As more men do the grocery shopping, how are stores responding?

News flash! Men are doing more of the grocery shopping than ever before.

The story from the LA Times’  Emily Bryson York that ran in the business section of today’s Statesman certainly isn’t a revelation, but it’s nice to see news articles about how our domestic roles are changing. York’s news hook isn’t just that more men are shopping; she wanted to find out how grocery stores and manufacturers were responding to this change.

She only found a few that were making minor changes to accommodate men, who, according to one source in the story, “were terribly uncomfortable with the shopping experience.” Proctor and Gamble started playing around with “man aisles” in 2009, which grouped the personal care products targeted toward men in a single place instead of spread across the entire health-care section. Whee, so exciting, I know.

She tracked down a VP of “breakthrough innovation” at Kraft Foods Inc. who was quite proud of the “liquid flavor droplets” that his company had come up with to make water more appealing.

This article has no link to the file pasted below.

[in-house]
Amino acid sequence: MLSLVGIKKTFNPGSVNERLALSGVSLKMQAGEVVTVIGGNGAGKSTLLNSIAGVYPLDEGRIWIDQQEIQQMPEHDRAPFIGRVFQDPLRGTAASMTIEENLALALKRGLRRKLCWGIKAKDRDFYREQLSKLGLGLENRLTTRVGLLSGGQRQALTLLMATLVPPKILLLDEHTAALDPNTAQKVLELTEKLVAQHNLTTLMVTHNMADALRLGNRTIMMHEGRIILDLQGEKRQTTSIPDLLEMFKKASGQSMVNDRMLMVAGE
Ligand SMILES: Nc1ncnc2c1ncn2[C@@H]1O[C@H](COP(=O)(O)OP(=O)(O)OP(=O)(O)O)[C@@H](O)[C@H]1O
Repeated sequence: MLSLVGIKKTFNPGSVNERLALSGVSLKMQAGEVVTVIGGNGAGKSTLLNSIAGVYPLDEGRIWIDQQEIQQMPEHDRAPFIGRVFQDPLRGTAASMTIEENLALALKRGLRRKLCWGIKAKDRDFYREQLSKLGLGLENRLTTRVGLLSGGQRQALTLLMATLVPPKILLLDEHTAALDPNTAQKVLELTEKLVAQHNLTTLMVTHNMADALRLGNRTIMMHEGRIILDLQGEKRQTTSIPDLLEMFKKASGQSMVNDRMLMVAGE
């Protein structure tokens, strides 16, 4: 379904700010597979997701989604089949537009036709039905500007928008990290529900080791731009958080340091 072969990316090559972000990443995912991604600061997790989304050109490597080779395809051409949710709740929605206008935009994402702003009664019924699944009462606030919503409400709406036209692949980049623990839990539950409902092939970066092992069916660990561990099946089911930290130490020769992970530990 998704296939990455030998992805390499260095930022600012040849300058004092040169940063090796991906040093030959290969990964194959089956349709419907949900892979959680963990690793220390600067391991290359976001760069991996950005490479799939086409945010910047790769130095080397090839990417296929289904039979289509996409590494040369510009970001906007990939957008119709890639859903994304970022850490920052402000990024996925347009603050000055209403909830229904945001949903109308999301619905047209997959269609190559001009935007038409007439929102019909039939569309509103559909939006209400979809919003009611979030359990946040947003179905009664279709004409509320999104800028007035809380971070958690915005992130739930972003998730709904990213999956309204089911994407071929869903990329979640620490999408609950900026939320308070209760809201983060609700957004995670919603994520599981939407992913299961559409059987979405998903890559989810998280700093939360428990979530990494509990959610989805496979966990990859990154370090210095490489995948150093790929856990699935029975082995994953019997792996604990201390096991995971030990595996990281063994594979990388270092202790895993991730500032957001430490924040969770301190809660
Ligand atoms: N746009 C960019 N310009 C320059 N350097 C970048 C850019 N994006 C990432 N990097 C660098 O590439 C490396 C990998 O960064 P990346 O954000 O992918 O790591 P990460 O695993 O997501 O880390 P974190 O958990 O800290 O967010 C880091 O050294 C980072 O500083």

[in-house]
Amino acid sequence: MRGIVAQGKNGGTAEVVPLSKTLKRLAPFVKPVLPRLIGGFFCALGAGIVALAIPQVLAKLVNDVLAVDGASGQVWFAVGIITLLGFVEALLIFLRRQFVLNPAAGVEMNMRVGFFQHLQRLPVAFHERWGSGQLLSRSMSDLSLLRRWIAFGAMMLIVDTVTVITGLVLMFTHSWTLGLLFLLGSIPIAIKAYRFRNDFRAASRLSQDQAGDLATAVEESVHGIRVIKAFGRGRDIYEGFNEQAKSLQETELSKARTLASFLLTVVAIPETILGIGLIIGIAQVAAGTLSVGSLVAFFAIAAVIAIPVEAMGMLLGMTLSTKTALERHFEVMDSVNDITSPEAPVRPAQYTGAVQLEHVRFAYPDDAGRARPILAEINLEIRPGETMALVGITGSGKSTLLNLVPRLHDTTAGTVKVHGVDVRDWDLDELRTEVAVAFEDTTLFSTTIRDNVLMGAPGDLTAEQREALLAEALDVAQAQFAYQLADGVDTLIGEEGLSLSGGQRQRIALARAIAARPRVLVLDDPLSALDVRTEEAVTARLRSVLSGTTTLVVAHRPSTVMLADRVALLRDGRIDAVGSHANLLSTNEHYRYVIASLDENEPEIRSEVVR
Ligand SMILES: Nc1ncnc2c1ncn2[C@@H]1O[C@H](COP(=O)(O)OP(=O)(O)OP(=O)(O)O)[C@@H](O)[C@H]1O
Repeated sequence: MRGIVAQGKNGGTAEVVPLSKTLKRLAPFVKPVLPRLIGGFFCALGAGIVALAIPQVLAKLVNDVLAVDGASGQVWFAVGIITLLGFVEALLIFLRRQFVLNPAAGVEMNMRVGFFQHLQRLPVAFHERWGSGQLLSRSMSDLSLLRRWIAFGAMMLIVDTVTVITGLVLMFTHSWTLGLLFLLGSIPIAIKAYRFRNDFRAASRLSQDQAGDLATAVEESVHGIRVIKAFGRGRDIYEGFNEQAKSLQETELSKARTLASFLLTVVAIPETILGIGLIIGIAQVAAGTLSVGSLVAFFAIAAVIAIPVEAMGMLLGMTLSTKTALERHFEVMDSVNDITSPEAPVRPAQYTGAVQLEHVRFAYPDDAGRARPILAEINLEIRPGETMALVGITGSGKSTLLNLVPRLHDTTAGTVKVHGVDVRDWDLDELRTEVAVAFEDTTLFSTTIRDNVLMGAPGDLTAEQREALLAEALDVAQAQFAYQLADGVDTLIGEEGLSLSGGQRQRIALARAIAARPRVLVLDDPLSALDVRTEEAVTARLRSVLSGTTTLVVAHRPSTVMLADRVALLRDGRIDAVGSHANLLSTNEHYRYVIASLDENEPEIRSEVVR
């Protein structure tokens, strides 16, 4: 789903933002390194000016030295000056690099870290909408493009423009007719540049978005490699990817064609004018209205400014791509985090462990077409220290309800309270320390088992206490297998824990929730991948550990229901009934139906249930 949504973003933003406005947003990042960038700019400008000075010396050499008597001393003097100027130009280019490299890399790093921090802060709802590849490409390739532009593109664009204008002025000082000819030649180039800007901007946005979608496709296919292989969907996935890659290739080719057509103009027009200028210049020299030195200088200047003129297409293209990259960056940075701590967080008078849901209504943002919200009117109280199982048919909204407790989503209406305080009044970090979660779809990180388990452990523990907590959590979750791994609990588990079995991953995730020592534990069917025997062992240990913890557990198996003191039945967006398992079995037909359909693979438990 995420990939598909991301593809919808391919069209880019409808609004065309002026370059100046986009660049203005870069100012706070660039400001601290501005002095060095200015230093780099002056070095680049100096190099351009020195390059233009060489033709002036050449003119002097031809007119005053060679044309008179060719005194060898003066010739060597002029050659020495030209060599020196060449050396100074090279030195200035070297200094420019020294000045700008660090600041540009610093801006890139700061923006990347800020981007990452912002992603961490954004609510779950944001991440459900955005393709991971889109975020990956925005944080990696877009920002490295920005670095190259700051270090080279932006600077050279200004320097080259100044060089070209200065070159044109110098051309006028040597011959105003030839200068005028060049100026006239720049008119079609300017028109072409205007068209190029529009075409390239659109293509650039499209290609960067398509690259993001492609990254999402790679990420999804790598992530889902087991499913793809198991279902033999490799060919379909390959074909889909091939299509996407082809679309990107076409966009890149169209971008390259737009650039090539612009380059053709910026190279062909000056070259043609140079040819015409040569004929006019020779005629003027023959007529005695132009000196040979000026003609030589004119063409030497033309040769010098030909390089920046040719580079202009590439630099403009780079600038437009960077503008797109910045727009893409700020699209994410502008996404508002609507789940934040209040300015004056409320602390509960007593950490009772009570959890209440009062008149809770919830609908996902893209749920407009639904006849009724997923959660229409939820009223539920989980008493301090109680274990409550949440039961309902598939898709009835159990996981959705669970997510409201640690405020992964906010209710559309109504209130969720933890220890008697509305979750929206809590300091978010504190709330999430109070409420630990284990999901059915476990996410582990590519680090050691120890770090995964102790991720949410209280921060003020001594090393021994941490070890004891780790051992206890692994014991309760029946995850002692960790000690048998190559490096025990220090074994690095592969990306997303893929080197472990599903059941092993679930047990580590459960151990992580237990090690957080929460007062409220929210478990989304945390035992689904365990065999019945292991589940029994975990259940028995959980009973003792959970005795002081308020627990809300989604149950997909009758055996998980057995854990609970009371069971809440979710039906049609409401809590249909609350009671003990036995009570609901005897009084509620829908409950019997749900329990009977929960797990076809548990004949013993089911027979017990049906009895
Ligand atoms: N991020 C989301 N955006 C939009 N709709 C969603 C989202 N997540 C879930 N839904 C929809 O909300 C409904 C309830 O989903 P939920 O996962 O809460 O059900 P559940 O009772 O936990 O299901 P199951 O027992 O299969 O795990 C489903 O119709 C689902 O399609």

With somewhere between 30 and 50 percent of men doing the primary shopping for their households, I can’t imagine that mega food companies like Kraft or P&G will stop with water-flavoring droplets.

My favorite part of the story came from Phil Lempert, a grocery store expert who has built a crazy successful  consulting business called the Supermarket Guru. I’ve interviewed him for stories before, and the man knows his grocery stores. Lempert pointed out that many men are cooking to connect with their kids and, if they happen to be victims of the “mancession,” help provide for their families even when they don’t have a paycheck coming in.

“It’s very different from the whole metrosexual phenomenon of six, seven, eight years ago, but a much more down-to-earth [approach], not trying to show off, but trying to be part of the family,” Lempert said.

The above photo appears to be from such a dad. Dave77459 of Houston posted this photo on Flickr way back in 2007 with the caption: “Hitting the grocery store after dance to stock up for the weekend. I have the kids which means food flies out of the larder.”

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A reminder about the Feminist Kitchen book club meeting this week: On Tuesday (Jan. 10), we’ll gather at 7 p.m. at Thrice Cafe, which is located in the former Cafe Caffeine space next to Thai Fresh at 909 W. Mary St., to talk about both the book and the movie adaptation of “The Help.” Even if you know the general idea of the plot, you’ll be able to follow along our discussion. Come have a glass of wine (or a beer or a pot of tea or a plateful of Thai food) and join us!

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